• Have students record and upload book talks and place their QR codes on book jackets
  • Teachers should be aware that there are a lot of podcasts that are available via audioBoom, and it’s difficult to monitor the content. Student use must be closely supervised.
This is a “Technology Tuesday” post via Behrman House, edited by Ann D. Koffsky . You can find more Behrman House Technology Tuesdays here.

December 6, 2016 Posted by | Behrman House Technology Tuesday, Uncategorized | | Leave a comment

Links You’ll Love

December is Human Rights month. Teaching Tolerance’s Perspectives for a Diverse America has some nice resources, which you’ll have to register for a free account in order to access. You’ll find the Universal Declaration of Human Rights,  the 1929 poem, On Liberty and Slavery, resources for lesson planning and more.

Simple Machines is a charming website developed by Chicago’s Museum of Science and Industry. Students can help Twitch build simple machines by using inclined planes, levers and more.

Intrigued by 3D printing? Check out Tinkercad. You can create a free account and view their tutorials to learn more about the tool. We’ve found this to be the easiest 3D modeling application for beginners.

You probably know that Google and Facebook are under fire because of fake news sites and the influence they may have had on the recent election. From a tech educator’s standpoint, this is really frightening, and I think we need to carefully consider if we’re doing enough to teach our students how to discern what’s legitimate on the web. Here are some resources regarding this troubling issue:

A great article from the New York Times about the issue.

Information about a free Chrome extension that you can install to let you know if you’ve arrived at a fake news site (including a link to download it).

Leave it to the kids! Three Princeton students tackled the problem during a recent “hackathon” and produced their own Chrome extension – read more about it here.

December 2, 2016 Posted by | Uncategorized | | Leave a comment

Learn About iBooks Author

If you’re using a Mac laptop, you should know about iBooks Author! iBooks Author is a free application (download it here) that you can use to create eBooks for iOS devices or computers.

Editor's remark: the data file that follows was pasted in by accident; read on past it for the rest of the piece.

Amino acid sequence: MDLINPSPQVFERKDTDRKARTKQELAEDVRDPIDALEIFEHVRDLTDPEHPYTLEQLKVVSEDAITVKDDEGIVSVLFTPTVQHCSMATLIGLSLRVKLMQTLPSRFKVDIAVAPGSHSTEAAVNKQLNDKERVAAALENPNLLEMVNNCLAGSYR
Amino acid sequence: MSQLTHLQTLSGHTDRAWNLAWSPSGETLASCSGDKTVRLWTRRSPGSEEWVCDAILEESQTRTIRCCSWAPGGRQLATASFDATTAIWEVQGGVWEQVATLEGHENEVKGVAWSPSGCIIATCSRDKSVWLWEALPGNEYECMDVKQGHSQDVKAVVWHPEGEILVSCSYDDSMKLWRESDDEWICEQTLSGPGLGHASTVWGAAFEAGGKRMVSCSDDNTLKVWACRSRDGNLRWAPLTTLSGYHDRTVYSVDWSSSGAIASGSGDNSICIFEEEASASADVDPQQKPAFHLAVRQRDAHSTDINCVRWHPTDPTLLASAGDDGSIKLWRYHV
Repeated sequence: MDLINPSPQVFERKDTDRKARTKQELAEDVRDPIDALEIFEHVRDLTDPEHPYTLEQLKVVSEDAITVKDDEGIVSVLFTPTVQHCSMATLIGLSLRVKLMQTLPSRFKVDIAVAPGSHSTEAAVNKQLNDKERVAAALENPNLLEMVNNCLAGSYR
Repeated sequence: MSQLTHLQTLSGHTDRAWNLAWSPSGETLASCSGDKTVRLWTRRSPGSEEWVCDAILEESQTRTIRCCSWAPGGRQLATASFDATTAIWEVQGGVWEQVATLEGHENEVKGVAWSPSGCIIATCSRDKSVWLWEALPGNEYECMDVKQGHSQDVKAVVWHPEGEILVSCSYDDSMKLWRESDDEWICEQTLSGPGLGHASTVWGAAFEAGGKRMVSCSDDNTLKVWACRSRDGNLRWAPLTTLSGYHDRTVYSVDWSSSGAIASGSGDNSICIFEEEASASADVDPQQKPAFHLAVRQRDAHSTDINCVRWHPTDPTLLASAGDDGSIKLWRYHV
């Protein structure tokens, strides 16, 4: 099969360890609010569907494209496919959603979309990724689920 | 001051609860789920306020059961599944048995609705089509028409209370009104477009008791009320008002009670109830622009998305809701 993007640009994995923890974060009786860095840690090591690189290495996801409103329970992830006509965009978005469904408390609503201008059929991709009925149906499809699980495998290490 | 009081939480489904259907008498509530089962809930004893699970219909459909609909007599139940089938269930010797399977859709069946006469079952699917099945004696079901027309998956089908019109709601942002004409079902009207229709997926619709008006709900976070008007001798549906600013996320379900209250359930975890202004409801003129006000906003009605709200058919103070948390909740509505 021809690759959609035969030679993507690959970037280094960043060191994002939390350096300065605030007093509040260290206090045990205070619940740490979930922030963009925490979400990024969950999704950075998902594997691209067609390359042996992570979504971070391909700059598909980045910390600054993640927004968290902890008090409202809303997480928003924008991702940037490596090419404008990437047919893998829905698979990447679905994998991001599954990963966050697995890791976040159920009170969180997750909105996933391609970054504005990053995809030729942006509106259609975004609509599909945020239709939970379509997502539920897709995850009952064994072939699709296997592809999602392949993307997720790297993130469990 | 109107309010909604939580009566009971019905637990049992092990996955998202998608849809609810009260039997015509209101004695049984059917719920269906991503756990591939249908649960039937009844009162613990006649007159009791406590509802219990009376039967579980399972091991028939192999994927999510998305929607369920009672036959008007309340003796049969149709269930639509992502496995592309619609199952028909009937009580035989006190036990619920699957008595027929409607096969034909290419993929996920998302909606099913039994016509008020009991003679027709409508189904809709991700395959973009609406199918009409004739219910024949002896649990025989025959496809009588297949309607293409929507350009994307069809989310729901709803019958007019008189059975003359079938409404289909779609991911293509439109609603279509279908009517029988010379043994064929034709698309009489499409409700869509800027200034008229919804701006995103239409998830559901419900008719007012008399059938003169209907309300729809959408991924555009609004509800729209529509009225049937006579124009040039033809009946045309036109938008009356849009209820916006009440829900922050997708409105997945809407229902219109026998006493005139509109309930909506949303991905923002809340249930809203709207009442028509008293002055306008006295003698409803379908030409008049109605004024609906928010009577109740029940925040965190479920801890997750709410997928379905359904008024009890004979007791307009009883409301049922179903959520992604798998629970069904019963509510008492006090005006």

If you’re interested in learning more about iBooks Author, here are some resources for a full day workshop that I presented last year.

Download this workbook

Download these resources

November 2, 2016 Posted by | Presentation Support, Technology | | Leave a comment

Updates to Adobe iOS Apps

The Technology: Adobe

Adobe has updated several of their iOS apps and given them a new look and some new features:

  • Spark Page (formerly known as Slate) helps you create beautiful web pages
  • Spark Video (formerly known as Voice) lets you create animated videos  
  • Premiere Clip allows you to easily create videos from your photos

The apps haven’t changed much. They work on the same simple premise: you choose a template, and add words, music, text and images to it. The app then takes that content, and uses it to create a final product. There are not many options for customization, and you are mostly locked in based on the template you choose. That may seem like it’s limiting (and, well, it is), but if you only have forty-five minutes for your students to create a product, it can also feel really liberating! 

To check out Adobe’s iPad apps, visit the iTunes App store. All are free to download and use. The only premium feature that you may want to purchase is a subscription to Adobe’s Creative Cloud storage plan, which provides additional storage.

Additionally, it’s notable (and a welcome change!) that you can now sign up for a free Adobe ID in order to use many of the apps or you can use your Facebook or Google account. This is very convenient for those of us who already use Google and don’t wish to have another account.

In Your Classroom

  • Consider creating a single Google account or Adobe ID for all your students to use. That way, projects are synced across all your devices. It also allows for a project to be worked on by multiple users at once.
  • These apps are a wonderful way to have your students create end-of-year or field trip videos.
  • Apps that support voice like Spark Video are a great way for students to share their Hebrew skills.

This is a “Technology Tuesday” post via Behrman House, edited by Ann D. Koffsky . You can find more Behrman House Technology Tuesdays here.

November 1, 2016 Posted by | Behrman House Technology Tuesday | , , | Leave a comment

Technology Tuesday: Tagul Word clouds